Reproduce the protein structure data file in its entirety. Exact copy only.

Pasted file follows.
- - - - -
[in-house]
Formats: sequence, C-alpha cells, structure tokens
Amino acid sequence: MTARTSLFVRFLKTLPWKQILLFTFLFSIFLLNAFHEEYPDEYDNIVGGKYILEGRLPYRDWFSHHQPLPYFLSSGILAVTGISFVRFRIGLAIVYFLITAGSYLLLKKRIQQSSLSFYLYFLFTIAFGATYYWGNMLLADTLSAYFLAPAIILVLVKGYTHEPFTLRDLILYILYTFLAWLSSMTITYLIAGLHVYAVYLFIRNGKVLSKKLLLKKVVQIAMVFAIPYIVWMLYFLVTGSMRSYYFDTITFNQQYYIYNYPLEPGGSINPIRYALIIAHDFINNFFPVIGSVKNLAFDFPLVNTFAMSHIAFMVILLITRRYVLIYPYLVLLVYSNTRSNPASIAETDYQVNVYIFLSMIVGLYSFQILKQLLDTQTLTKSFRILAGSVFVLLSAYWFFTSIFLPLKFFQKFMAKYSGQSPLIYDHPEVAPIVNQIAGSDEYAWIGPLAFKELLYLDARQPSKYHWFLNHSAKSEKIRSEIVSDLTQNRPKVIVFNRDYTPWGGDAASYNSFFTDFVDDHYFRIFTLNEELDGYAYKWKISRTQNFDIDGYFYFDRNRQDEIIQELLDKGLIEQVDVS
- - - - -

[in-house]
Formats: sequence, C-alpha cells, structure tokens
Amino acid sequence: MTARTSLFVRFLKTLPWKQILLFTFLFSIFLLNAFHEEYPDEYDNIVGGKYILEGRLPYRDWFSHHQPLPYFLSSGILAVTGISFVRFRIGLAIVYFLITAGSYLLLKKRIQQSSLSFYLYFLFTIAFGATYYWGNMLLADTLSAYFLAPAIILVLVKGYTHEPFTLRDLILYILYTFLAWLSSMTITYLIAGLHVYAVYLFIRNGKVLSKKLLLKKVVQIAMVFAIPYIVWMLYFLVTGSMRSYYFDTITFNQQYYIYNYPLEPGGSINPIRYALIIAHDFINNFFPVIGSVKNLAFDFPLVNTFAMSHIAFMVILLITRRYVLIYPYLVLLVYSNTRSNPASIAETDYQVNVYIFLSMIVGLYSFQILKQLLDTQTLTKSFRILAGSVFVLLSAYWFFTSIFLPLKFFQKFMAKYSGQSPLIYDHPEVAPIVNQIAGSDEYAWIGPLAFKELLYLDARQPSKYHWFLNHSAKSEKIRSEIVSDLTQNRPKVIVFNRDYTPWGGDAASYNSFFTDFVDDHYFRIFTLNEELDGYAYKWKISRTQNFDIDGYFYFDRNRQDEIIQELLDKGLIEQVDVS